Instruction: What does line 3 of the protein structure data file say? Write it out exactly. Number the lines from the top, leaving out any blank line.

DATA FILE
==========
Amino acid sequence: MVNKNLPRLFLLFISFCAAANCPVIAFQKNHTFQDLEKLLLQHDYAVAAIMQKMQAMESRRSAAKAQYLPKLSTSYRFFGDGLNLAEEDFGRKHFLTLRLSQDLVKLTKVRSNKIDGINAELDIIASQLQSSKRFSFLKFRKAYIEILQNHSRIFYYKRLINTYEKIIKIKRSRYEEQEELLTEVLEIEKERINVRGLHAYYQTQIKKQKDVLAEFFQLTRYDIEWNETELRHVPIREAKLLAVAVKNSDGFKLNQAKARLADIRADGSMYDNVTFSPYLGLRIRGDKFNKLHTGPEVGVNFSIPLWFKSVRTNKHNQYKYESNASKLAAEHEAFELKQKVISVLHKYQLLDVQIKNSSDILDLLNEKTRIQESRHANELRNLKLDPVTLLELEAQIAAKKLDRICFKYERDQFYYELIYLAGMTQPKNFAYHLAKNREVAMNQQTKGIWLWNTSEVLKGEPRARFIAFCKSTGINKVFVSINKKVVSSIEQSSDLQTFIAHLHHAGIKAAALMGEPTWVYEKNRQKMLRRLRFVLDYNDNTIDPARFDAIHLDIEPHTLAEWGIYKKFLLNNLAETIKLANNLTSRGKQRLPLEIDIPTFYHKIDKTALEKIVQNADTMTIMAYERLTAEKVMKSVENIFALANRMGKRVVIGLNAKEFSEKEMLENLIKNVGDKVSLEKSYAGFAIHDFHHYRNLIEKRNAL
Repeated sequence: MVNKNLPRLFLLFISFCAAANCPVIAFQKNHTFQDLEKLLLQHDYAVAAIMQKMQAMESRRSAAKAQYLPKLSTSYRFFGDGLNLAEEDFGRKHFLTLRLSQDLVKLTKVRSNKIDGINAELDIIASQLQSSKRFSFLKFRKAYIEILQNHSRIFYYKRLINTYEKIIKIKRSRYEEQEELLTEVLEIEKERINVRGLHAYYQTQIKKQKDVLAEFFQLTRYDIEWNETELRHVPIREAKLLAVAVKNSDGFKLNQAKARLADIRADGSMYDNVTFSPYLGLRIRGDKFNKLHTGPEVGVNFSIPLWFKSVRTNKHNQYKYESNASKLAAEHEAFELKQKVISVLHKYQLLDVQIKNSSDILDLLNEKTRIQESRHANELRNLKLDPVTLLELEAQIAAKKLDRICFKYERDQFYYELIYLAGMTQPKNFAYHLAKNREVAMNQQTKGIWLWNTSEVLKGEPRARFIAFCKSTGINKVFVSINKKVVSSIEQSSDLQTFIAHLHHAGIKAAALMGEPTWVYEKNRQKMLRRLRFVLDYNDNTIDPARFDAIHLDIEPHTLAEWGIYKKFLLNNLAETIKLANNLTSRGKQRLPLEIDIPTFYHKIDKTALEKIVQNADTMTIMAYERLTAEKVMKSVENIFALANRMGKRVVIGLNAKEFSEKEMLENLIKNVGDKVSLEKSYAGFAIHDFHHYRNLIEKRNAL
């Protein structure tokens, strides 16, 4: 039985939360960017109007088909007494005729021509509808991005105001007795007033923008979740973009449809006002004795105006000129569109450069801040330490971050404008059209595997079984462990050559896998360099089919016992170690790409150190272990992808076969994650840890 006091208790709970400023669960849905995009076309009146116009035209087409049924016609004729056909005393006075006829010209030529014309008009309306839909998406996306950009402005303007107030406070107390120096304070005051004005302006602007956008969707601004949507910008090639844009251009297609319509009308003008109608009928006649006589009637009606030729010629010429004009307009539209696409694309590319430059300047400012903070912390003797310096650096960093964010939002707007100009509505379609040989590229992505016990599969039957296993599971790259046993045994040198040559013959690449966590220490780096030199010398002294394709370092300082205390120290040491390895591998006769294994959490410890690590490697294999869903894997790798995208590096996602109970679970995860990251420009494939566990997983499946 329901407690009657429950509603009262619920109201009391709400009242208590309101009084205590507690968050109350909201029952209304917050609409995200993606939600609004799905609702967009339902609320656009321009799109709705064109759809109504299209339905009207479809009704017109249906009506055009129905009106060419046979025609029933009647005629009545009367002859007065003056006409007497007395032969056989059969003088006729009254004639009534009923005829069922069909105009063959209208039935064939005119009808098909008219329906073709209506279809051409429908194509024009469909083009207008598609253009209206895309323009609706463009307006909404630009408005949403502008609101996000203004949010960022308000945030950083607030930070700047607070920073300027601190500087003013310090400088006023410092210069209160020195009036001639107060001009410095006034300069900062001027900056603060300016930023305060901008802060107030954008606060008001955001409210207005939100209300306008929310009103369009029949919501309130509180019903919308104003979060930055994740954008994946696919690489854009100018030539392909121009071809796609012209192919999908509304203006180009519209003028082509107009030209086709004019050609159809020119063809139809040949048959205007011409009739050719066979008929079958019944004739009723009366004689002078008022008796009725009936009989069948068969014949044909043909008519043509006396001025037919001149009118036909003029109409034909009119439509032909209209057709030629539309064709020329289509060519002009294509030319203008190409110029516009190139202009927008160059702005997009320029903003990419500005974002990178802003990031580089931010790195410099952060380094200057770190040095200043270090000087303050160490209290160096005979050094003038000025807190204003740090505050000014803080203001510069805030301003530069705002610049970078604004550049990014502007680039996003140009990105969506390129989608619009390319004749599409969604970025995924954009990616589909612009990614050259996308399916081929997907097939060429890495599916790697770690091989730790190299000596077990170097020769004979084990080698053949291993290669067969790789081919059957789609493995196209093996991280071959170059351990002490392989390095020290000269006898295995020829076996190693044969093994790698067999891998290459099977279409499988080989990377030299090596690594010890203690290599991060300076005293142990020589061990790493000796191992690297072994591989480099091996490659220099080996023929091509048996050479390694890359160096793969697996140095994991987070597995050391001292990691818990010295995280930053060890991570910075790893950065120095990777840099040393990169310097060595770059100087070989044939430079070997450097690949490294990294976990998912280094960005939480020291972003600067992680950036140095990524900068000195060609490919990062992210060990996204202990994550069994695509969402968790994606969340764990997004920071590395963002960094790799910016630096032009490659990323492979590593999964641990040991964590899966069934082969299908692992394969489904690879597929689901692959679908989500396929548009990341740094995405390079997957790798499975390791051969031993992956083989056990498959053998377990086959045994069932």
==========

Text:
């Protein structure tokens, strides 16, 4: 039985939360960017109007088909007494005729021509509808991005105001007795007033923008979740973009449809006002004795105006000129569109450069801040330490971050404008059209595997079984462990050559896998360099089919016992170690790409150190272990992808076969994650840890 006091208790709970400023669960849905995009076309009146116009035209087409049924016609004729056909005393006075006829010209030529014309008009309306839909998406996306950009402005303007107030406070107390120096304070005051004005302006602007956008969707601004949507910008090639844009251009297609319509009308003008109608009928006649006589009637009606030729010629010429004009307009539209696409694309590319430059300047400012903070912390003797310096650096960093964010939002707007100009509505379609040989590229992505016990599969039957296993599971790259046993045994040198040559013959690449966590220490780096030199010398002294394709370092300082205390120290040491390895591998006769294994959490410890690590490697294999869903894997790798995208590096996602109970679970995860990251420009494939566990997983499946 329901407690009657429950509603009262619920109201009391709400009242208590309101009084205590507690968050109350909201029952209304917050609409995200993606939600609004799905609702967009339902609320656009321009799109709705064109759809109504299209339905009207479809009704017109249906009506055009129905009106060419046979025609029933009647005629009545009367002859007065003056006409007497007395032969056989059969003088006729009254004639009534009923005829069922069909105009063959209208039935064939005119009808098909008219329906073709209506279809051409429908194509024009469909083009207008598609253009209206895309323009609706463009307006909404630009408005949403502008609101996000203004949010960022308000945030950083607030930070700047607070920073300027601190500087003013310090400088006023410092210069209160020195009036001639107060001009410095006034300069900062001027900056603060300016930023305060901008802060107030954008606060008001955001409210207005939100209300306008929310009103369009029949919501309130509180019903919308104003979060930055994740954008994946696919690489854009100018030539392909121009071809796609012209192919999908509304203006180009519209003028082509107009030209086709004019050609159809020119063809139809040949048959205007011409009739050719066979008929079958019944004739009723009366004689002078008022008796009725009936009989069948068969014949044909043909008519043509006396001025037919001149009118036909003029109409034909009119439509032909209209057709030629539309064709020329289509060519002009294509030319203008190409110029516009190139202009927008160059702005997009320029903003990419500005974002990178802003990031580089931010790195410099952060380094200057770190040095200043270090000087303050160490209290160096005979050094003038000025807190204003740090505050000014803080203001510069805030301003530069705002610049970078604004550049990014502007680039996003140009990105969506390129989608619009390319004749599409969604970025995924954009990616589909612009990614050259996308399916081929997907097939060429890495599916790697770690091989730790190299000596077990170097020769004979084990080698053949291993290669067969790789081919059957789609493995196209093996991280071959170059351990002490392989390095020290000269006898295995020829076996190693044969093994790698067999891998290459099977279409499988080989990377030299090596690594010890203690290599991060300076005293142990020589061990790493000796191992690297072994591989480099091996490659220099080996023929091509048996050479390694890359160096793969697996140095994991987070597995050391001292990691818990010295995280930053060890991570910075790893950065120095990777840099040393990169310097060595770059100087070989044939430079070997450097690949490294990294976990998912280094960005939480020291972003600067992680950036140095990524900068000195060609490919990062992210060990996204202990994550069994695509969402968790994606969340764990997004920071590395963002960094790799910016630096032009490659990323492979590593999964641990040991964590899966069934082969299908692992394969489904690879597929689901692959679908989500396929548009990341740094995405390079997957790798499975390791051969031993992956083989056990498959053998377990086959045994069932």